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Robot Grippers

ISBN: 978-3-527-40619-7
463 pages
December 2006
Robot Grippers (3527406190) cover image
Since robotic prehension is widely used in all sectors of manufacturing industry, this book fills the need for a comprehensive, up-to-date treatment of the topic. As such, this is the first text to address both developers and users, dealing as it does with the function, design and use of industrial robot grippers. The book includes both traditional methods and many more recent developments such as micro grippers for the optolectronics industry. Written by authors from academia, industry and consulting, it begins by covering the four basic categories of robotic prehension before expanding into sections dealing with endeffector design and control, robotic manipulation and kinematics. Later chapters go on to describe how these various gripping techniques can be used for a common industrial aim, with details of related topics such as: kinematics, part separation, sensors, tool excahnge and compliance. The whole is rounded off with specific examples and case studies. With more than 570 figures, this practical book is all set to become the standard for advanced students, researchers and manufacturing engineers, as well as designers and project managers seeking practical descriptions of robot endeffectors and their applications.
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Preface V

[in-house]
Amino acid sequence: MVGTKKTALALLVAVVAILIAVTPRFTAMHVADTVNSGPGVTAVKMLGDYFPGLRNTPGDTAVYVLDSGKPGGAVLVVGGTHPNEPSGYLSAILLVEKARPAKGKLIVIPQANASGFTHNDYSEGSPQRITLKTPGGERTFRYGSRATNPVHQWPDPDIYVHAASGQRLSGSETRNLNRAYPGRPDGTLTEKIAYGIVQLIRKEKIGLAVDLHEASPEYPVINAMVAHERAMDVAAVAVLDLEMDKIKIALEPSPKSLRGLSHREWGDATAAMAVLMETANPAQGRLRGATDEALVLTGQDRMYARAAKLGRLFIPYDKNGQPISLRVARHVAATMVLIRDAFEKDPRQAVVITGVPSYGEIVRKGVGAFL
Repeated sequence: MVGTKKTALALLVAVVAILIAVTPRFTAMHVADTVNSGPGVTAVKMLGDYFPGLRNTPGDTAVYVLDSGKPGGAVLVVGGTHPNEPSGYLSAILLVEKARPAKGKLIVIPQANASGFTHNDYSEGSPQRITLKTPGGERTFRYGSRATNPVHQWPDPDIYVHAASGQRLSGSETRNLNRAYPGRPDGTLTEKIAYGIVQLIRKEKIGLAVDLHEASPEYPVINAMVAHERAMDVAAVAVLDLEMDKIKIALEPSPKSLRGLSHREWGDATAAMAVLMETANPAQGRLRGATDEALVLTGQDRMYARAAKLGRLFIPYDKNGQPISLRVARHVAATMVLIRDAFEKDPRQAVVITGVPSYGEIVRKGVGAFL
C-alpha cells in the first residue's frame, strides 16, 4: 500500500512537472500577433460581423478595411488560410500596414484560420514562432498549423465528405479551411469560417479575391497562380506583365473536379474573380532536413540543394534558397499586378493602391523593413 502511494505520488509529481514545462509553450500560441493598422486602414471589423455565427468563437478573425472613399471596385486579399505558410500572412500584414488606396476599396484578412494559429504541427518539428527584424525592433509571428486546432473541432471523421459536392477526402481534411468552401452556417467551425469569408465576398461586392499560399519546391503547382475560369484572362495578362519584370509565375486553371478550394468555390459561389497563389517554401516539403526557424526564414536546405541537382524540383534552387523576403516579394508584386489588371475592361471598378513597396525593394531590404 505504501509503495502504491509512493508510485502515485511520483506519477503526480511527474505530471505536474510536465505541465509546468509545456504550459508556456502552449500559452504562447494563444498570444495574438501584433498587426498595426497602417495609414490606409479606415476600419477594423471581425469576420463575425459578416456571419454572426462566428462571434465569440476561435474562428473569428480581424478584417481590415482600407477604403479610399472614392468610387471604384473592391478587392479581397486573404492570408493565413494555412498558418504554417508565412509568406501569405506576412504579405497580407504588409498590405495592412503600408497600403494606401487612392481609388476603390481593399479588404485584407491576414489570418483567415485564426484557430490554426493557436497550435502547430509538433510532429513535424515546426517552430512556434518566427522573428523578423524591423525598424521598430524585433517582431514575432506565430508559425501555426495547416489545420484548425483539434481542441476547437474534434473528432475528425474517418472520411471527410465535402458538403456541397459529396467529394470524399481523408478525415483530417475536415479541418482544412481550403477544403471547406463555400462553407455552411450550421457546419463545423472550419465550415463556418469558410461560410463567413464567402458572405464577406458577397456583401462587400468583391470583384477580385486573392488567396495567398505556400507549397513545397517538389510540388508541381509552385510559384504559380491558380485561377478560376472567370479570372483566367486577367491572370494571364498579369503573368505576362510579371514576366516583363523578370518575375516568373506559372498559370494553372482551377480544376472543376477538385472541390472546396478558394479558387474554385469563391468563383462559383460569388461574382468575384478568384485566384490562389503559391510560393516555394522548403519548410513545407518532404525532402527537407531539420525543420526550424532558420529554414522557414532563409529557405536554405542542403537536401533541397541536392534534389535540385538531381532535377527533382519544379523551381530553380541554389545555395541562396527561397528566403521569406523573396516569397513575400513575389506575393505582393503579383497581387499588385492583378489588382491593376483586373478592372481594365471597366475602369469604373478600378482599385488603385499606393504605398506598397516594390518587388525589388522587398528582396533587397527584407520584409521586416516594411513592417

1 Introduction to Prehension Technology 1

1.1 Grippers for Mechanization and Automation 1

1.2 Definitions and Conceptual Basics 2

1.3 Grasping in Natural Systems 10

1.4 Historical Overview of Technical Hands 14

2 Automatic Prehension 19

2.1 Active Pair MatingPair Mating 19

2.2 Strategy and Procedures 27

2.2.1 Prehension Strategy 27

2.2.2 Gripping Procedure, Conditions and Force 36

2.2.3 Gripper Flexibility 59

2.3 Gripper Classification 61

2.4 Requirements and Gripper Characteristics 63

2.5 Planning and Selection of Grippers 67

3 Impactive Mechanical Grippers 75

3.1 Gripper DrivesDrives 75

3.1.1 Electromechanical Drives 78

3.1.2 Pneumatic Drives 84

3.1.3 Electrostrictive and Piezoelectric Actuation 92

3.2 Design of Impactive Grippers 94

3.2.1 Systematics and Kinematics 94

3.2.1.1 Parallel Impactive Grippers 101

3.2.2 Angular Impactive Grippers 122

3.2.3 Radial Impactive Grippers (Centring Grippers) 131

3.2.4 Internal Grippers 132

3.2.5 Gripper with Self-blocking Capability 135

3.2.6 Rotatable Jaw Grippers 137

3.2.7 Gripper Finger and Jaw Design 138

3.2.8 Self Securing Grippers 142

3.2.8.1 Securing Through Spring Forces 142

3.2.8.2 Securing Through Object Mass 146

3.2.9 Three-finger Grippers 153

3.2.10 Four-finger Grippers and Four-point Prehension 157

4 Ingressive Grippers 161

4.1 Flexible Materials 161

4.1.1 Pinch Mechanisms 162

4.1.2 Intrusive Mechanisms 163

4.1.3 Non-Intrusive Mechanisms 166

5 Astrictive Prehension 169

5.1 Vacuum Suction 169

5.1.1 Vacuum Production 170

5.1.2 Vacuum Suckers 176

5.1.3 Passive Suction Caps 199

5.1.4 Air Jet Grippers 202

5.2 Magnetoadhesion 204

5.2.1 Permanent Magnet Grippers 204

5.2.2 Electromagnetic Grippers 207

5.2.3 Hybrid Electromagnetic Grippers 215

5.4 Electroadhesion 216

5.4.1 Electroadhesive Prehension of Electrical Conductors 216

5.4.2 Electroadhesive Prehension of Electrical Insulators 220

6 Contigutive Prehension 227

6.1 Chemoadhesion 227

6.2 Thermoadhesion 232

7 Miniature Grippers and Microgrippers 237

7.1 Impactive Microgrippers 238

7.1.1 Electromechanically Driven Impactive Microgrippers 238

7.1.2 Thermally Driven Impactive Microgrippers 240

7.1.3 Electrostatically Driven Impactive Microgrippers 245

7.2 Astrictive Microgrippers 248

7.2.1 Vacuum Microgrippers 248

7.2.2 Electroadhesive Microgrippers 249

7.3 Contigutive Microgrippers 250

8 Special Designs 253

8.1 Clasping (Embracing) Grippers 253

8.2 Anthropomorphic Grippers 257

8.2.1 Jointed finger Grippers 258

8.2.2 Jointless Finger Grippers 264

8.3 Dextrous Hands 268

9 Hand Axes and Kinematics 279